The BLS, as part of the NFP report, has issued its preliminary estimate of the benchmark revision, which confirms that the BLS is really just BS. According to the report, for the period ended March 2010, the BLS has overestimated jobs by 366,000 (0.3%), or just over 30K jobs per month. While not as bad as the prior benchmark revision of almost one million for the period ending March 2009, this continue to be a blow to both the credibility and the data tracking capability of the US Bureau of Truth. By industry, the biggest hit was to the trade, transportation and utilities industry (-144K), Manufacturing (-114K) and Leisure and Hospitality (-91K). Luckily, losses in these critical sectors were offset by even more bankers than had been previously expected: Professional and business services ended up being revised higher by 14K.
From the Excerpt:
Preliminary Estimates of Benchmark Revisions to the Establishment Survey
In accordance with usual practice, the Bureau of Labor Statistics is announcing its preliminary estimates of the upcoming annual bench-mark revision to the establishment survey employment series. The final benchmark revision will be issued on February 4, 2011, with the publication of the January 2011 Employment Situation news release. Each year, the Current Employment Statistics (CES) survey employment estimates are benchmarked to comprehensive counts of employment for the month of March derived from state unemployment insurance tax records that nearly all employers are required to file. For national CES employment series, the average of the absolute values of the annual benchmark revisions over the last 10 years is 0.3 percent at the total nonfarm level. The preliminary estimate of the benchmark revision indicates a downward adjustment to March 2010 total nonfarm employment of 366,000 (-0.3 percent).
Table B shows the March 2010 preliminary benchmark revisions by major industry sector. As is typically the case, many of the individual industry series show larger percentage revisions than the total nonfarm series, primarily because statistical sampling error is greater at more detailed levels than at a total level.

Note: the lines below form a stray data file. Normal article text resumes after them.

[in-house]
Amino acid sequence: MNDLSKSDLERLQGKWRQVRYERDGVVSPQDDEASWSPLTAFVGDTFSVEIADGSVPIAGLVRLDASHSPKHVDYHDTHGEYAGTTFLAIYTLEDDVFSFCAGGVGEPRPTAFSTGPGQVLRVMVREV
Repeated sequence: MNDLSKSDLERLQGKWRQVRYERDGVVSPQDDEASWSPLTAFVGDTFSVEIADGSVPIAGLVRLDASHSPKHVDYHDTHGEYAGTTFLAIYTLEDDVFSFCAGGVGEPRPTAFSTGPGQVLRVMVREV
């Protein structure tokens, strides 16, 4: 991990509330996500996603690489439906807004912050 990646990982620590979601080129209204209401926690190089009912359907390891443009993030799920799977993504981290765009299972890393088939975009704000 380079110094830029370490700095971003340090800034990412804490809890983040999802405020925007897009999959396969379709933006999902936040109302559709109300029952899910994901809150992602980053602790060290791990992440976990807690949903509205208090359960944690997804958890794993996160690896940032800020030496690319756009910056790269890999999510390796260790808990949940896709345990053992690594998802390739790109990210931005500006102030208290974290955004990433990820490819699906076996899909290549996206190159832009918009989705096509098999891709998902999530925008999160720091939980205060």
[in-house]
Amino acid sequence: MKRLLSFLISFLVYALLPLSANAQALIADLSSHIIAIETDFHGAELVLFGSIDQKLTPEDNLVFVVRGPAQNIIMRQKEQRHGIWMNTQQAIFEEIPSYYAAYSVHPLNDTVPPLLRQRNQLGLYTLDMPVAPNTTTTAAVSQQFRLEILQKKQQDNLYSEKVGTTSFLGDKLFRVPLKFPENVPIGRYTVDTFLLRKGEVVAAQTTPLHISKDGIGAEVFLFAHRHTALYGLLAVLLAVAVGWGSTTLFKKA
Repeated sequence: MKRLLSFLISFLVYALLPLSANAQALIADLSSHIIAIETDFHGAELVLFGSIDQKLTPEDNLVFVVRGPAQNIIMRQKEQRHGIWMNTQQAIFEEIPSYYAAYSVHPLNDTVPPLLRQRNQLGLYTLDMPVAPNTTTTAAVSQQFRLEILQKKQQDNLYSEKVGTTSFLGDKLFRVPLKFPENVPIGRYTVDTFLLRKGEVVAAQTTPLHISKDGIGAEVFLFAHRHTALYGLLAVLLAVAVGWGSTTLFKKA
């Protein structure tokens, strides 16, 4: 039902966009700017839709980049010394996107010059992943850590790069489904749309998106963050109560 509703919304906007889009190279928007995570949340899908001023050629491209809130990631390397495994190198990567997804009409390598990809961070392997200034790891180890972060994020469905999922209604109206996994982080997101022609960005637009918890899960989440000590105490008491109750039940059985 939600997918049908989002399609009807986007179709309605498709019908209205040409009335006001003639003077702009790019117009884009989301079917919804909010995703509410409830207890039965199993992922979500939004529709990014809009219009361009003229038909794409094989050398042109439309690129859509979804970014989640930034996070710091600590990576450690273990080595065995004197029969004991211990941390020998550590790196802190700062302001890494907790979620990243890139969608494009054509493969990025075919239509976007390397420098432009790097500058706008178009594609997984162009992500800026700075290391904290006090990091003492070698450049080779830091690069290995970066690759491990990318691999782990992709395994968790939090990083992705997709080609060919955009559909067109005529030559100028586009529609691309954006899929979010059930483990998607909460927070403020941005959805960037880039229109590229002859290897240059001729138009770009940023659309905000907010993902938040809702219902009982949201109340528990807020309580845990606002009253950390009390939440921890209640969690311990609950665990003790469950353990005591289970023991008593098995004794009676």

An interesting “Goldilocks” read, in which total jobs missed expectations of -5K wildly, yet Private jobs missed much more modestly by just 11K (and beat Goldman’s expectation). The unemployment rate came in at 9.6% on expectations of 9.7%. The actual number of people unemployed was 14.767 million, a small decline from August’ 14.860, and since the civilian labor force continues to refuse to increase at 154.1 million, the jobless rate is obviously flat. Government workers declined by 159,000, and census took out 77,000. And of course, prior data was revised adversely for both August and July. Yet the most notable number appears to be the U-6, which jumped to 17.1% from 16.7% in August. The reason futures are struggling on this report, is that it is not so bad to guarantee QE2, and is most certainly not “good.”
And some of the key excerpts:
Among the marginally attached, there were 1.2 million discouraged workers in September, an increase of 503,000 from a year earlier. (The data are not seasonally adjusted.) Discouraged workers are persons not currently looking for work because they believe no jobs are available for them. The remaining 1.3 million persons marginally attached to the labor force had not searched for work in the 4 weeks preceding the survey for reasons such as school attendance or family responsibilities.
On declining government workers:
Government employment fell by 159,000 in September. A decline in federal government employment was due to the loss of 77,000 temporary Census 2010 jobs. As of September, about 6,000 temporary decennial census workers remained on the federal government payroll, down from a peak of 564,000 in May. Employment in local government decreased by 76,000 in September with job losses in both education and noneducation.
On unchanged average hourly wages:
Average hourly earnings of all employees on private nonfarm payrolls increased by 1 cent to $22.67 in September. Over the past 12 months, average hourly earnings have increased by 1.7 percent. In September, average hourly earnings of private-sector production and nonsupervisory employees increased by 1 cent to $19.10.
On an unchanged workweek
In September, the average workweek for all employees was unchanged at 34.2 hours. The manufacturing workweek for all employees decreased by 0.1 hour to 40.1 hours, and factory overtime was unchanged at 3.0 hours. The average workweek for production and nonsupervisory employees on private non-farm payrolls was unchanged at 33.5 hours.